Easy Bake Samosas


Deliciously Addictive Potato Turnovers

In my opinion, no party is complete without samosas, India’s most popular snack food. These triangular pastries are incredibly versatile because they can be stuffed with many different types of vegetables, minced meat, or lentils. In this recipe, I’m keeping it classic with a traditional filling of potatoes and peas, but with a modern twist. Serve them with tamarind chutney, a tangy-sweet condiment you can purchase in bottles at an Indian grocery store or online. (But if you can’t get a hold of tamarind chutney, ketchup works just fine too.)

Samosas are typically fried, with a dough that’s made from scratch. I don’t personally like the idea of deep-frying, nor do I want your house to smell like hot oil during a party, so my solution is to use wonton wrappers. The result is crispy packets that are easy to throw in the oven, and even easier to pick up and nibble while watching a Bollywood movie.

Makes 50 to 60

2 pounds Yukon gold potatoes, peeled and quartered
1 tablespoon canola oil
1 teaspoon cumin seeds
2 Indian green chillies*, cut in half
1/2 tablespoon minced or grated ginger
1/2 teaspoon ground cumin
1/4 teaspoon ground turmeric
1 teaspoon salt
1/2 cup frozen peas
1/4 cup chopped cilantro
Freshly squeezed lemon juice
Pinch of cayenne
One 12-ounce package wonton wrappers (quantity 50 to 60)
Tamarind chutney or ketchup, for serving
* available in Indian grocery stores (aka Thai bird’s eye chili)

  1. Preheat the oven to 375°F.
  2. Place the potatoes in a pot and cover with plenty of water. Bring to a boil and continue boiling, with the lid slightly ajar, until the potatoes are tender, about 15 minutes. Drain the potatoes and dice them into small pieces. (The potatoes will be mushy, so this will be a rough dice.)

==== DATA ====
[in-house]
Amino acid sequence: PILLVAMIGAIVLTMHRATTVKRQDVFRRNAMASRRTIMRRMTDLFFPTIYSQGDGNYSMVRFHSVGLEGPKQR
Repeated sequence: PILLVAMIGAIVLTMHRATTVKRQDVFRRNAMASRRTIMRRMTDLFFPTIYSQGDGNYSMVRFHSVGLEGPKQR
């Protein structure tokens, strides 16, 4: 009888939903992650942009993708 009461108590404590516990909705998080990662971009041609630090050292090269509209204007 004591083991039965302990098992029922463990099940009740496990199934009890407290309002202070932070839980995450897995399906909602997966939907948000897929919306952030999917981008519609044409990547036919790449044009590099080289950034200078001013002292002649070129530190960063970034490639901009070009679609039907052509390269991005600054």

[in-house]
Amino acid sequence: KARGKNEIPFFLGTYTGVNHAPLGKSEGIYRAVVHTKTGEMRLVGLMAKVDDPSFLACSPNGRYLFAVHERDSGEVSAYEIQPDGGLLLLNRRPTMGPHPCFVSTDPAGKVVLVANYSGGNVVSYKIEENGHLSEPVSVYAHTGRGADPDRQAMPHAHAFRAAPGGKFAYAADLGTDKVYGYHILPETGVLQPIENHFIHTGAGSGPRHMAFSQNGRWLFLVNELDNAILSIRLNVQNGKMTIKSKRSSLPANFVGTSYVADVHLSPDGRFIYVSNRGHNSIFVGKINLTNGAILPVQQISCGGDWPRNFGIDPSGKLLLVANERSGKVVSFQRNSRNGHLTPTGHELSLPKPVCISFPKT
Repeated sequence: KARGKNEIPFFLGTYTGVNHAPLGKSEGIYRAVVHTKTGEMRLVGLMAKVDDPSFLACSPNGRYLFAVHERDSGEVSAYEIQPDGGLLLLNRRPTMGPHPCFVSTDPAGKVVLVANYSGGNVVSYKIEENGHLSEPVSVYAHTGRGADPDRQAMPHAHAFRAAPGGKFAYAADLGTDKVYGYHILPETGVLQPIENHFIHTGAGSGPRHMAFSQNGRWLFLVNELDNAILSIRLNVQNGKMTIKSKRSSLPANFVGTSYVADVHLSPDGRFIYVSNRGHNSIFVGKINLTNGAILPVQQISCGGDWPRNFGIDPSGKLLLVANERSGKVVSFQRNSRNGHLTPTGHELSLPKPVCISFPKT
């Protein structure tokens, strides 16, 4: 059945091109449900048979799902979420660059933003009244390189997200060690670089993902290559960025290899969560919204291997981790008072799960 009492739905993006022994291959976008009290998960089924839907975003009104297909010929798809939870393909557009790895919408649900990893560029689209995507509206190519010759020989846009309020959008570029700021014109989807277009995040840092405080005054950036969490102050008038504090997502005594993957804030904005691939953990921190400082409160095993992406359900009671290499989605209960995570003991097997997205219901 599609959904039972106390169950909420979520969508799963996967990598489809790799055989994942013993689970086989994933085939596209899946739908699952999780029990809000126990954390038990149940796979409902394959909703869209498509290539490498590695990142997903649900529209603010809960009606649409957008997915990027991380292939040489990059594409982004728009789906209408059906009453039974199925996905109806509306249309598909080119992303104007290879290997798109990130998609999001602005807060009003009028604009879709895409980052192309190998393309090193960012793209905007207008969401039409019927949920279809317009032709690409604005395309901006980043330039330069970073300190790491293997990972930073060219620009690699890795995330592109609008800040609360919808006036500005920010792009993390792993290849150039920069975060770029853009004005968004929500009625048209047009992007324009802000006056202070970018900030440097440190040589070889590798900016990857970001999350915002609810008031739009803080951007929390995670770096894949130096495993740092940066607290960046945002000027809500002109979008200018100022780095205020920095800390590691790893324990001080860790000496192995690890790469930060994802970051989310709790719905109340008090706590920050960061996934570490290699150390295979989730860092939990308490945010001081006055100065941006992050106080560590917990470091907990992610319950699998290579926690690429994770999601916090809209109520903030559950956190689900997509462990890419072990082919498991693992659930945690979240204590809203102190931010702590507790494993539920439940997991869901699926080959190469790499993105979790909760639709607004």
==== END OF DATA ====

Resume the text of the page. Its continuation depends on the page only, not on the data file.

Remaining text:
3. Heat the oil in a large, wide sauté pan over medium-high heat. Once the oil is shimmering hot, add the cumin seeds and chillies and cook, stirring, for about 20 seconds. Add the ginger, ground cumin, and turmeric and allow the spices to bloom for about a minute, adding a little bit of water, if needed, to prevent the spices from burning.
  4. Add the potatoes to the pan and stir well to coat with the spices. Cook, stirring, until the potatoes have browned slightly, 2 to 3 minutes. Sprinkle with the salt. Since the samosas are so small, you want to crumble the potatoes with the back of your spoon so there are no large chunks.
  5. Add the peas (no need to thaw), cilantro, and a squeeze of lemon. Decrease the heat to medium and continue cooking until the peas have cooked through, about 5 minutes.
  6. Taste and adjust the seasonings (especially the salt). The filling should be tasty enough to eat on its own. I usually like to add a pinch or two of cayenne. Set aside to cool.
  7. Meanwhile, line a baking sheet with aluminum foil and spray well with cooking spray or coat with vegetable oil. Place the first batch of wonton wrappers on the baking sheet. Drop 1/2 tablespoon of the potato filling onto the center of each wrapper. (Be sure to discard the green chillies as you encounter them.)
  8. Set yourself up with a small bowl of water on the side. Dip your finger into the water and rub it along the four edges of the wonton wrapper (to act as a sealant). Fold the wrapper diagonally, to create a triangle. Press down the edges to form a tight seal. Flatten the filling gently so it squeezes toward the corners.
  9. Bake for 10 to 12 minutes, until the edges are brown and crispy.
  10. Serve with tamarind chutney or ketchup.

Serve with:
Cocktail Kofta
Chana Chaat
Mumbai Mules
(recipes in the book!)

Reprinted from Bollywood Kitchen: Home-Cooked Indian Meals Paired with Unforgettable Bollywood Films by Sri Rao (Houghton Mifflin Harcourt, 2017). Order your copy today!

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